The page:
Potential liabilities of directors often become an issue upon insolvency or near insolvency, as the management authority transfers to the court-appointed trustee. After rendering a commencement order, the bankruptcy court can inquire about the existence or scope, or both, of the directors' liabilities with speedy and simple proceedings under the bankruptcy procedure.8
Commencement of a reorganisation or liquidation proceeding suspends any action filed by creditors pursuant to Articles 404 or 406 of the Civil Act pending in the court at the time, until the trustee takes over the litigation or until the reorganisation or liquidation proceedings are completed.
The Supreme Court of Korea has held that during the pendency of bankruptcy proceedings, the trustee has an exclusive power to file suit against directors who violated their fiduciary duty.9 In other words, shareholders may not file a derivative suit against directors and auditors upon bankruptcy.
ii Defences to fraud claims
In addition to procedural defences such as those based on statute of limitations, a tortfeasor may raise the defence of fault or negligence on the part of the victim. The court may limit the amount of damages claimed if the victim's fault contributed to the damage. However, the Supreme Court has held that if a tortfeasor intentionally abuses a victim's negligence, the doctrine of fairness and equity does not permit this defence.10
III SEIZURE AND EVIDENCE
i Securing assets and proceeds
Provisional relief from the court
To maintain the status quo regarding tortfeasor or debtor assets, a claimant can apply for either or both of the following: (1) a provisional attachment order, and (2) a provisional prohibition order from disposing of assets or a provisional injunction. The creditor may apply for these reliefs ex parte. A provisional attachment order is invoked by creditors that have monetary claims against the debtor, and it covers personal property as well as real property.11 Provisional attachments are effective even if the assets are disposed to third parties. The creditor must identify in its application specific assets owned or possessed by the debtor. After the claimant wins the lawsuit on merit, he or she can enforce his or her right under the court's auction.
A creditor who has a claim other than a monetary claim may apply for a provisional prohibition order from disposing of assets to obtain delivery of personal property, transfer of accounts receivable or bank accounts, or registration of real property.12 The order prevents the owner or holder of the property from transferring legal title, delivering possession, or assigning or granting encumbrance of the property to a third party. Like a provisional attachment order, a provisional prohibition order from disposing of assets is effective against third parties.
A creditor seeking to prohibit specific actions may seek a provisional injunction.13 The court usually reviews the petition and supporting evidence without witness testimony, and has discretion as to the issuance of the order and the size of the undertaking necessary to protect the interests of the defendant.
In an involuntary bankruptcy context, creditors may seek a comprehensive injunction prohibiting the debtor from transferring any assets of the debtor or payment to any creditors. This is to prevent the debtor from dissipating assets between the time the involuntary bankruptcy petition is filed by the creditors and the time the court officially commences the proceeding. Once the bankruptcy proceeding commences, the right to dispose of the debtor's assets belongs to the court-appointed trustee, and the trustee's disposition of assets is subject to court approval or a creditor's supervision, or both.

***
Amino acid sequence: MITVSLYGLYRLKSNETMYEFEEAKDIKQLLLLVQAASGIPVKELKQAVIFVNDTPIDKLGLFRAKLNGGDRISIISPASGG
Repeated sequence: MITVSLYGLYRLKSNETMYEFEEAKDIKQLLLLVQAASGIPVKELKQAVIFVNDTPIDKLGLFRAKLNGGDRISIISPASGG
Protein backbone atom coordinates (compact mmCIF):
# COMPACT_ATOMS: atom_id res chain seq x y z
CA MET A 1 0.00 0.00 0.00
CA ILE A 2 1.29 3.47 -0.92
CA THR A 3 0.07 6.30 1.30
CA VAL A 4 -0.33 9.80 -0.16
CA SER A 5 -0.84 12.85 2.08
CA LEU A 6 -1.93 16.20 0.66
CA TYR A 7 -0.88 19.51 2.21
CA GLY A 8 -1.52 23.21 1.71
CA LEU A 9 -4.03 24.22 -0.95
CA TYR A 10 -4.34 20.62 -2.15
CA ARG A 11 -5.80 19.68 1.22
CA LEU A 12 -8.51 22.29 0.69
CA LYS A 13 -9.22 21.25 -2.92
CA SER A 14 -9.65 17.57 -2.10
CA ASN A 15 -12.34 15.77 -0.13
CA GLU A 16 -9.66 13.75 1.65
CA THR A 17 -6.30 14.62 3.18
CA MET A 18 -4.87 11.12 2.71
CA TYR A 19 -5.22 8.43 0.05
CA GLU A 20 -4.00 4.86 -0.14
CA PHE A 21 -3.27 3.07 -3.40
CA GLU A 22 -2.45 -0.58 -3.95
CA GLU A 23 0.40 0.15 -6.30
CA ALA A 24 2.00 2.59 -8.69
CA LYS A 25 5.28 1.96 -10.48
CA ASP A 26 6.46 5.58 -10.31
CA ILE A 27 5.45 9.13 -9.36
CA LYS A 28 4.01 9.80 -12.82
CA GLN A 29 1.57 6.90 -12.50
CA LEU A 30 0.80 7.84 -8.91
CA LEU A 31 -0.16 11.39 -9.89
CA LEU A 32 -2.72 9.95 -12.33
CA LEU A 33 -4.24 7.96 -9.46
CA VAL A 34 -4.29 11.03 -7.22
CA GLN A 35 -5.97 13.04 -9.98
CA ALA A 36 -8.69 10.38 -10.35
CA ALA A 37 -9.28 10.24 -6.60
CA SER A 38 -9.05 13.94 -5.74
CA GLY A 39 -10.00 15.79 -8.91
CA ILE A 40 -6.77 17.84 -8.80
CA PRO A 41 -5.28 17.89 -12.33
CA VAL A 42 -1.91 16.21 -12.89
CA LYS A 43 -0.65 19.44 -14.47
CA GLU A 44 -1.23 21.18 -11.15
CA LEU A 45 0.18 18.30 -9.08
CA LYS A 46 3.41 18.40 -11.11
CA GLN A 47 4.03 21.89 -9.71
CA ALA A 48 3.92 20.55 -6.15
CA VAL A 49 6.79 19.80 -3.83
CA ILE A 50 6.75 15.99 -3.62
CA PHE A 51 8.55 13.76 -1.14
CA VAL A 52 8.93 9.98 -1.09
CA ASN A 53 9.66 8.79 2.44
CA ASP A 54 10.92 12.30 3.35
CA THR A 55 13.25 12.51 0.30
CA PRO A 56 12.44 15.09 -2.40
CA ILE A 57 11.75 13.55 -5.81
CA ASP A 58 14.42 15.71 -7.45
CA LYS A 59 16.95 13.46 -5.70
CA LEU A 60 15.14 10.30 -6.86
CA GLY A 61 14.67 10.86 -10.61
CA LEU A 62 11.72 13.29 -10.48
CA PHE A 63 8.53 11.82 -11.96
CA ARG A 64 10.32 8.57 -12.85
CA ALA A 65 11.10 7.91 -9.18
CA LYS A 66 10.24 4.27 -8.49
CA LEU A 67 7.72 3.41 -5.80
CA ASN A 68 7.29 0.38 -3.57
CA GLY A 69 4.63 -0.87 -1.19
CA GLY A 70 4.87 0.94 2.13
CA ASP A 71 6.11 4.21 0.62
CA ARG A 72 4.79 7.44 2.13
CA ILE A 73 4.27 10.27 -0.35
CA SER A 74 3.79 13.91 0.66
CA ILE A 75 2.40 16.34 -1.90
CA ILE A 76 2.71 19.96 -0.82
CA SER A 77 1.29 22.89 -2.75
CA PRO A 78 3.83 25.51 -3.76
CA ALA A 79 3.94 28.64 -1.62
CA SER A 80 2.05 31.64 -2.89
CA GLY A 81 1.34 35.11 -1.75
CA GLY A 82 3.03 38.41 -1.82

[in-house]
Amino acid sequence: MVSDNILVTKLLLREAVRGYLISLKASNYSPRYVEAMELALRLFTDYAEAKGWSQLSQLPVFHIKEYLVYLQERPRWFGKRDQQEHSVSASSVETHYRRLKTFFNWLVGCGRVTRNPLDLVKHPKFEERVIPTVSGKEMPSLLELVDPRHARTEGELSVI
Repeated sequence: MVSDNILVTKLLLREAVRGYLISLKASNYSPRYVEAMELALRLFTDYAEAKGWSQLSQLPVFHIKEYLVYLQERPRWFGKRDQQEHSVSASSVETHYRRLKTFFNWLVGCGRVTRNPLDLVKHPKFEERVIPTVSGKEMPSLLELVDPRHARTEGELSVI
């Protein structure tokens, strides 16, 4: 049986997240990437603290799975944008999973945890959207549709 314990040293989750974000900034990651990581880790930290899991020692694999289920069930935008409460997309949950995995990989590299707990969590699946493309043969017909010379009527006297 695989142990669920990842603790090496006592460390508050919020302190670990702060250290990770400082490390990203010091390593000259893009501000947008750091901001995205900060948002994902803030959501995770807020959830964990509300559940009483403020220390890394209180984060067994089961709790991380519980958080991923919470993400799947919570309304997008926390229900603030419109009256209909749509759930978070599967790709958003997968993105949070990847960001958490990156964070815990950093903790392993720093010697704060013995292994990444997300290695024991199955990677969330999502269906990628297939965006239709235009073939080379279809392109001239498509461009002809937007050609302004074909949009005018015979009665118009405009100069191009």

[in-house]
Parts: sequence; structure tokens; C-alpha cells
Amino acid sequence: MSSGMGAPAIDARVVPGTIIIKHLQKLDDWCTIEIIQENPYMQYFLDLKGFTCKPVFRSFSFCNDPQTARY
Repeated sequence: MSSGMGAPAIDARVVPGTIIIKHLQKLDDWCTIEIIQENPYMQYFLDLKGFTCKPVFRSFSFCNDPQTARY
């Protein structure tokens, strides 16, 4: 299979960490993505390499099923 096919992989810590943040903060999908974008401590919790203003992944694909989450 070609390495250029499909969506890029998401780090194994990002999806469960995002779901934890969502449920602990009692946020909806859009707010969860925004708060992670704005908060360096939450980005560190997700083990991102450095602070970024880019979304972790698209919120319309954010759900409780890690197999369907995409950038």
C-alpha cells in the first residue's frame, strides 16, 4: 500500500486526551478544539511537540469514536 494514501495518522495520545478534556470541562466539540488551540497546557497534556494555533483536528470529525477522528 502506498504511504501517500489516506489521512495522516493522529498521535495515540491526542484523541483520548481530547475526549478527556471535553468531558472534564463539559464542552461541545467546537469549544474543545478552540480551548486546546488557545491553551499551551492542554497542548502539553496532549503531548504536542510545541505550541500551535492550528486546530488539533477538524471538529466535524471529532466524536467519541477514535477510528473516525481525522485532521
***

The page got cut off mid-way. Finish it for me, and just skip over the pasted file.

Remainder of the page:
Provisional relief from an arbitral tribunal
Generally, courts may not interfere with matters subject to arbitration.14 However, after an arbitral tribunal has been constituted, parties may file a petition for provisional relief with the tribunal or directly with the court.15 Parties may request provisional relief from the court even before the arbitral tribunal is constituted pursuant to the arbitration agreement.
An arbitral tribunal cannot issue provisional relief with respect to a third party that is not participating in the arbitration proceedings. Unlike provisional orders of the court, the application for provisional relief under the arbitration proceedings cannot be made ex parte.16
ii Obtaining evidence
The Korean Civil Procedure Act does not provide for the broad discovery that can be found in certain common law jurisdictions, such as the United States. A party in civil litigation may only obtain evidence from the other party through the court. The court may, by request of parties, examine evidence prior to the commencement of civil proceedings (i.e., the service of the complaint upon the defendant). The court may grant the party's request for pretrial examination of evidence if the court finds that there may be undue hardship in examining evidence later in the trial. The pretrial examination in such a case may be witness testimony, production of documents or inspection of the actual site of controversy.17
The Criminal Procedure Act provides for similar proceedings to obtain evidence prior to indictment. The prosecutor or the accused may ask the court to seize, search or inspect evidence; interrogate witnesses; or appraise the asset value if undue hardship is expected in examining evidence later in the trial.18
Once the trial begins, a party may ask for a court order mandating the production of documents held by the opposing party or third party. If the party fails to comply with the production order, the court may deem that the contents of the requested documents are as asserted in the party's petition for production.19